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17 May 2015
Sometimes I spend so much time out looking at geological features in the Bay area that I forget to blog about them. But this weekend I had the chance to go for a wonderful tour of the South Bay and Peninsula via Cessna, and I’m convinced that it’s an awesome way to check out geology. (Of course, anyone who’s seen Michael Collier’s photographic work knows that already, but in case you needed convincing, take my word for it. Also, not having to brave security at the airport is lovely.)
29 September 2014
So I’ve made it across the country, and I’m now happily settled in California and getting used to my new job as a postdoc with the USGS! However, being a federal employee means I have different regulations to follow while using social media, so I’m going to be taking a break from blogging while I sort those out. To tide you over, here are some of my favorite photos from the cross-country drive, which was a great (though long) experience.
15 April 2014
Last week I got to spend a couple of days in lovely Boulder, CO for a meeting (fortunately right before Sunday’s snow). The meeting (which was for the Thriving Earth Exchange’s Advisory Board – keep an eye out for updates!) kept us inside a lot, but the NCAR facility that hosted us has some fantastic views of Colorado’s Front Range and the famous Flatirons. The boulders in the foreground and …
22 December 2013
As is traditional, I ended this year’s Fall Meeting by contracting a cold and developing an ear infection by the time I made it back to DC. (In fact, I can only think of one year where something like this didn’t happen, and I got sick over Christmas anyway.) Naturally this meant I was in no mood to do any sort of wrap-up post, and today is the first day I’ve actually felt like sitting upright for any amount of time, so I’m making up for it now.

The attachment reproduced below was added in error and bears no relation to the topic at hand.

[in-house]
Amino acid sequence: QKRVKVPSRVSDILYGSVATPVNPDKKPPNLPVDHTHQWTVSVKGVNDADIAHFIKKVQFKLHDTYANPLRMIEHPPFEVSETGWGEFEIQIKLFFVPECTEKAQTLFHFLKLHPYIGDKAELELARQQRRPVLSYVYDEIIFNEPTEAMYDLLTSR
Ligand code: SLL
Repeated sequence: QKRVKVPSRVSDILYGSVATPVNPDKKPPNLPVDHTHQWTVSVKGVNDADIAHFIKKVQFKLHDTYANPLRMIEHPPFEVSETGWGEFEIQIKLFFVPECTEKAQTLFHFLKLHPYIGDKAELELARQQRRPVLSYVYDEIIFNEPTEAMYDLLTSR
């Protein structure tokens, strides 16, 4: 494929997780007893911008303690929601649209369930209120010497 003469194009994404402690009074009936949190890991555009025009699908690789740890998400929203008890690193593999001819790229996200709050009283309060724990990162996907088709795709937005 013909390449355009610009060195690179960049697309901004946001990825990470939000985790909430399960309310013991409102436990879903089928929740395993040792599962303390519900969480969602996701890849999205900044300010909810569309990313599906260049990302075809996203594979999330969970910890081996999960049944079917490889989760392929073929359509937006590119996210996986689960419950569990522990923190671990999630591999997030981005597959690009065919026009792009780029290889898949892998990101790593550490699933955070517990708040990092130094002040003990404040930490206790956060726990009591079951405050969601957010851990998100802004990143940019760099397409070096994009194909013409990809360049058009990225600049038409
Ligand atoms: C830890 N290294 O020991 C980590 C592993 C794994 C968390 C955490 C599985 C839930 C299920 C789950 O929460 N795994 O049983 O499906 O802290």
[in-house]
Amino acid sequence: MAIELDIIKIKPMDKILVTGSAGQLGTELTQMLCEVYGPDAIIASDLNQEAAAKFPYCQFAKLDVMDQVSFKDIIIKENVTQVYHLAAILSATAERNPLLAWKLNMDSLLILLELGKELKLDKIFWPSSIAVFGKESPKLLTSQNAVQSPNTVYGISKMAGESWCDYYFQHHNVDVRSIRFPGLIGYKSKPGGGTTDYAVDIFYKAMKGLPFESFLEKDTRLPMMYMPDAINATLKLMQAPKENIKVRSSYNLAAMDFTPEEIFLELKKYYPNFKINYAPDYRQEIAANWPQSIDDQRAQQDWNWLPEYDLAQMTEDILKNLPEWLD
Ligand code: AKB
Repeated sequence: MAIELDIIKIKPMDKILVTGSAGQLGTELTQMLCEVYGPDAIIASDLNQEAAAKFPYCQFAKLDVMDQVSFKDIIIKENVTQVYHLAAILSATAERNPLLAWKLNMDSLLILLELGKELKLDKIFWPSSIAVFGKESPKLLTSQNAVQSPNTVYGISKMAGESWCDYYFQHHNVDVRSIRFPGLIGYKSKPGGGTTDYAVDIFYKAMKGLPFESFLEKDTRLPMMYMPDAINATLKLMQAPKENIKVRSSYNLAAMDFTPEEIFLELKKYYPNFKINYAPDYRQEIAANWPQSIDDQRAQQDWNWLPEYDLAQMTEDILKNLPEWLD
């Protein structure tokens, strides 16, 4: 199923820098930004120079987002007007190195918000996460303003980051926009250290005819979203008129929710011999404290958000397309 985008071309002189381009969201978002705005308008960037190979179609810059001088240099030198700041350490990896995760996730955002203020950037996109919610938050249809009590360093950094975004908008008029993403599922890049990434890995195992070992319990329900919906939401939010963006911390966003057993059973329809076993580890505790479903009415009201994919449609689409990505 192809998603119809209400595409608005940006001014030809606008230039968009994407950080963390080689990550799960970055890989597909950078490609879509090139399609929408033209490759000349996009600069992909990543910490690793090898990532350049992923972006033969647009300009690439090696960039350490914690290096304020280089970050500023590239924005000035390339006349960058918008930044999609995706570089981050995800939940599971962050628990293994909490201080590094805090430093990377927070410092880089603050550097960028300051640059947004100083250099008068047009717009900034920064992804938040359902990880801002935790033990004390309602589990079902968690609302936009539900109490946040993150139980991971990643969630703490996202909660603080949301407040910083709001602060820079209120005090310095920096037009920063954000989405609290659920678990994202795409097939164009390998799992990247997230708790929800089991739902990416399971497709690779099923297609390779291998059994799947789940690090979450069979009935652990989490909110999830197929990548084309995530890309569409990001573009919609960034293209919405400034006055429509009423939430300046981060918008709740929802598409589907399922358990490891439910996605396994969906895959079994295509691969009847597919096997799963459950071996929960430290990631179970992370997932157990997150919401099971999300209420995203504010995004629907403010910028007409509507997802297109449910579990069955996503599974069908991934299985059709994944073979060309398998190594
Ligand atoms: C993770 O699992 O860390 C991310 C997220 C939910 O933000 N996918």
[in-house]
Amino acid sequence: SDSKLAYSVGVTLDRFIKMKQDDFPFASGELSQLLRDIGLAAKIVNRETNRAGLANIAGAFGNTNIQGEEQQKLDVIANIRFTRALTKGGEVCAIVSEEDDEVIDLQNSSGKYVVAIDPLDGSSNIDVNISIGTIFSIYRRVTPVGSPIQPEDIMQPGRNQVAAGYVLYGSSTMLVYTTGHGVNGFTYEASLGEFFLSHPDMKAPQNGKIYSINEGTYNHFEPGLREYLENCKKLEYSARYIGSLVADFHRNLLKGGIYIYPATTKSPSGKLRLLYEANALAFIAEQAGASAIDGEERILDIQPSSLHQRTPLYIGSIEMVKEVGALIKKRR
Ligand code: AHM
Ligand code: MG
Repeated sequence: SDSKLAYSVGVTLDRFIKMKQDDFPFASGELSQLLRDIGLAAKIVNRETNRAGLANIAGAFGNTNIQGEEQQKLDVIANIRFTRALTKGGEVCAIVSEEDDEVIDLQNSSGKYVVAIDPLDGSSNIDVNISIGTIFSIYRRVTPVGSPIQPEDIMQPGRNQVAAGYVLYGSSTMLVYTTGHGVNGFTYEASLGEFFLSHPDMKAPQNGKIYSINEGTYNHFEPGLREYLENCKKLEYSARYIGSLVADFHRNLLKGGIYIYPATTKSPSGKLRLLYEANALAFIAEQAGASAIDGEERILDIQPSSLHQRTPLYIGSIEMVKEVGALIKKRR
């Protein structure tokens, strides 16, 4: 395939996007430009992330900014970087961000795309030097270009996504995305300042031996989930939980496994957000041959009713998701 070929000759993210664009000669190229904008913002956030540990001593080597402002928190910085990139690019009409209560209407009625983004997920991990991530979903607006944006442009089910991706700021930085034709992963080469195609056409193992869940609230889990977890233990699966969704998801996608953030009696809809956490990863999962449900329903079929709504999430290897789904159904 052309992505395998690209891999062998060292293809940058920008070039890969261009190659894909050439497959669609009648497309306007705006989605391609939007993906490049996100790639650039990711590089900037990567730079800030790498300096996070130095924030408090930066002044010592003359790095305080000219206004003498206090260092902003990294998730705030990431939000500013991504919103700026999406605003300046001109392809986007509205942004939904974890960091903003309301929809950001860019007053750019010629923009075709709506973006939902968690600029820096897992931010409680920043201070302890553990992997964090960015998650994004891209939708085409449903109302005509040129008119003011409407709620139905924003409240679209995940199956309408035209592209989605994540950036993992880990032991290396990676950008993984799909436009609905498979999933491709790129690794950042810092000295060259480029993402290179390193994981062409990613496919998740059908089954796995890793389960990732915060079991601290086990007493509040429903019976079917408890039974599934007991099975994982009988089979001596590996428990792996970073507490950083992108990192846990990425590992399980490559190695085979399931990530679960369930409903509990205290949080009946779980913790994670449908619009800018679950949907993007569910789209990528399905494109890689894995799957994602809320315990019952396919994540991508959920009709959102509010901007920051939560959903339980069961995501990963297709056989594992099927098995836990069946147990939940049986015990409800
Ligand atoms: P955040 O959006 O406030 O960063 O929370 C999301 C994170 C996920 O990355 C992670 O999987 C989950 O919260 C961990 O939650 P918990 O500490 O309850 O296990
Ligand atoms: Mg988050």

15 November 2013
Washington D.C. is a wonderful place if you’re a geologist. Not only is it a city with a fascinating landscape history (the National Mall used to have a canal running down the middle, and before that the Tiber River and swampland took up the famous space so many tourists come to see), it’s full of rocks. But they aren’t all natural outcrops – some are what we might call man-made …
14 May 2013
Time to get caught up on the benchmark queue! I’m a few submissions behind, but this summer should be a good opportunity to get caught up on them. This submission comes from Marty, who has taken some great photos of the Los Angeles Harbor Light (or the Angels Gate Light) and San Pedro Breakwater in the Los Angeles Harbor.
30 March 2013
I spent yesterday in downtown Washington DC, hoping to see a few cherry blossoms (it’s a big thing here), but unfortunately it’s been a bit too cold for them lately, and the peak bloom won’t be for another few days. There are a few trees out, just not in the popular areas around the Tidal Basin. What I did find were a couple of benchmarks!
9 October 2012
I’m in the process of regrouping after a full weekend field trip back to Bancroft, so in the meantime, here’s a guest Benchmarking post from Evelyn over at Georneys. Evelyn writes:
Here’s a picture of a benchmark in the Sultanate of Oman on a hill overlooking the village of Al-Bana. I’ve also included a picture of the view from the benchmark– you can see an old watchtower and the village of Al-Bana. Jebel Misht is the mountain in the background. Finally, I’ve included a picture to prove that I was actually there as well as a pretty view of Jebel Misht.
13 February 2012
It’s finally decided to act wintry in Buffalo, so I decided to continue the theme with (finally!) another photo archive post. This one comes to you courtesy of the U. S. Antarctic Program (part of the NSF’s Office of Polar Programs). The U.S. Antarctic Program Photo Library is a collection of images from research expeditions to Antarctica (submitted by members of those expeditions). It includes photos focusing on science, research stations, wildlife (above and below the ice!), scenery, people, and images from historical expeditions. Properly credited photos are free for use for non-commercial purposes, and you can submit your own photos to the collection (although they become the property of the NSF if you do).
31 December 2011
It’s time for my yearly recap of travels geological and otherwise, and it looks like Chris and Anne at Highly Allocthonous have started up the meme again. This year had a few highlights (and a little more excitement over the summer than I would have liked), but I also got to spend more time at my home base in Buffalo. So let’s start there in January…